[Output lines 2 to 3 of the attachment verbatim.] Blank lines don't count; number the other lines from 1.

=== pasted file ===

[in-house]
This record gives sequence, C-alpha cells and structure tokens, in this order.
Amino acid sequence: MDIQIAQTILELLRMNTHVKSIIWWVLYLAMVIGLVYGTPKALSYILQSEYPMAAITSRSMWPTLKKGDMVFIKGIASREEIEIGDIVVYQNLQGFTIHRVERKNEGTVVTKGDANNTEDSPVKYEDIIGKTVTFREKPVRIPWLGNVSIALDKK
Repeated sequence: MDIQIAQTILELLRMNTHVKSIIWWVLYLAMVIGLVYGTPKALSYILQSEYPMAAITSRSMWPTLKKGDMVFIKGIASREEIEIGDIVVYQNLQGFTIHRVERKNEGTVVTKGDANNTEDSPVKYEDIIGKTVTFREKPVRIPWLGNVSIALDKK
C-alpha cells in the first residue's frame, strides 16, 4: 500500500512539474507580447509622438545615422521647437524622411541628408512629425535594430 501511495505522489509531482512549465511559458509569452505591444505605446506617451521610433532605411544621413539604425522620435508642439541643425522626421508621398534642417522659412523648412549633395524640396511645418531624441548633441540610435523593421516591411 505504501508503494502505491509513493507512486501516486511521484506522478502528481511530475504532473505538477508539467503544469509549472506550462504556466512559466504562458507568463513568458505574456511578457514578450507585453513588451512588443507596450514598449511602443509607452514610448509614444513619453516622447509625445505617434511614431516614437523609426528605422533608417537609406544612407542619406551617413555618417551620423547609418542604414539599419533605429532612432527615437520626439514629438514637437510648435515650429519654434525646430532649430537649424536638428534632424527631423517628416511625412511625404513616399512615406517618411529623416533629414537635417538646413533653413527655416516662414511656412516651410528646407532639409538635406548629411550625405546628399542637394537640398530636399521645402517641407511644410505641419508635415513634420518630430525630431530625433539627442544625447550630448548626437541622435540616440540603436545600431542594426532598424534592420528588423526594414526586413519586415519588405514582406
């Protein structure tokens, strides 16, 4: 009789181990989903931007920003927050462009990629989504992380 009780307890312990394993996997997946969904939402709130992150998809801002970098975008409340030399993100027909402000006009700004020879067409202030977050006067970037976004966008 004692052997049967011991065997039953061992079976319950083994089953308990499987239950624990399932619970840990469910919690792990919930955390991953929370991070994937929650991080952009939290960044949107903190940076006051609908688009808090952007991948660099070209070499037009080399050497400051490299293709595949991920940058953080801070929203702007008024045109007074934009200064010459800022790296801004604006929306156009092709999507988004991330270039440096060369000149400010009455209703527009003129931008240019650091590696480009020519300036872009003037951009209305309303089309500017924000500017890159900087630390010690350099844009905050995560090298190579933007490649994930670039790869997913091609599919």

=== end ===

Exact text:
This record gives sequence, C-alpha cells and structure tokens, in this order.
Amino acid sequence: MDIQIAQTILELLRMNTHVKSIIWWVLYLAMVIGLVYGTPKALSYILQSEYPMAAITSRSMWPTLKKGDMVFIKGIASREEIEIGDIVVYQNLQGFTIHRVERKNEGTVVTKGDANNTEDSPVKYEDIIGKTVTFREKPVRIPWLGNVSIALDKK